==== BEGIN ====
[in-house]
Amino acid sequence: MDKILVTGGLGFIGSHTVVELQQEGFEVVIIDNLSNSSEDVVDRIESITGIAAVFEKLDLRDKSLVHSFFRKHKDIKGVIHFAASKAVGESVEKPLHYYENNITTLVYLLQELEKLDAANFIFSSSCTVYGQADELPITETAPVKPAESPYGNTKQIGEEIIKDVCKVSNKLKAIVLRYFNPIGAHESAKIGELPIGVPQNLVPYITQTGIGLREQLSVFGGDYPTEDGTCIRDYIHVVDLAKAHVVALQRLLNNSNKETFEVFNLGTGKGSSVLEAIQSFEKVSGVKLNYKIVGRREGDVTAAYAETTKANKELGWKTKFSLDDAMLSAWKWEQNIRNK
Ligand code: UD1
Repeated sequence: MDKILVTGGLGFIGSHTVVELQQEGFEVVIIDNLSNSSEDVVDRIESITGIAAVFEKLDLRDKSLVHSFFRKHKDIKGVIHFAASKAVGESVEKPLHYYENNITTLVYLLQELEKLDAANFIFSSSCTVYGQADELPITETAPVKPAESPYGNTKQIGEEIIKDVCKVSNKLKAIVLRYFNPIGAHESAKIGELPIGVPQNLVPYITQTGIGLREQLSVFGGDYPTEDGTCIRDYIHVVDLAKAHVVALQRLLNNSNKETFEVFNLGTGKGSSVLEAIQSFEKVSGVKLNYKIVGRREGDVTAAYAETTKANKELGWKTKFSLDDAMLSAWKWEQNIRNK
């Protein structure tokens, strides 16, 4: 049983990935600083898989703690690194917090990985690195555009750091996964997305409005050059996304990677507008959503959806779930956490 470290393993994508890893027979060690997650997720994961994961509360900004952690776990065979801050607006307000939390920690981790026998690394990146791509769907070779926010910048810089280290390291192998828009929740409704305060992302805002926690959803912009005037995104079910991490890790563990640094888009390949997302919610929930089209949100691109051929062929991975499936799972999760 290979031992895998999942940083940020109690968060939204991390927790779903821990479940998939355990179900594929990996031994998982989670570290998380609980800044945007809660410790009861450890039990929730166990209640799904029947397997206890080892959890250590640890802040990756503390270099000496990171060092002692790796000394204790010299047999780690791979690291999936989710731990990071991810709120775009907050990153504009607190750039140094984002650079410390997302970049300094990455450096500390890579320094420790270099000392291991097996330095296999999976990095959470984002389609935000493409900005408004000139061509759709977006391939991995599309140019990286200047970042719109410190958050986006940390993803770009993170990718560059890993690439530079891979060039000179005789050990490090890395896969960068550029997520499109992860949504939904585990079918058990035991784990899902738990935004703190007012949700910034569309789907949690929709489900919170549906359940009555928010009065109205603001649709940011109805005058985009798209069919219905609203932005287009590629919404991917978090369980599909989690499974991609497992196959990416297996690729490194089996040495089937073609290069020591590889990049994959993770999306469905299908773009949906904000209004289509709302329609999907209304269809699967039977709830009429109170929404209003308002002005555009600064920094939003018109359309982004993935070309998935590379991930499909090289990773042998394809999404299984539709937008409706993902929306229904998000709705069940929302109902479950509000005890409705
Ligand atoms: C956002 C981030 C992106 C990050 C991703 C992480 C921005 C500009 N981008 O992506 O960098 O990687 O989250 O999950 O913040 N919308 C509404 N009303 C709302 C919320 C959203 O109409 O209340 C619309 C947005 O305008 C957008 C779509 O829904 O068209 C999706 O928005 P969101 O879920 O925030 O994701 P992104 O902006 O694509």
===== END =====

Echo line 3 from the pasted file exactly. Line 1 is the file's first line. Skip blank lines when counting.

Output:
Ligand code: UD1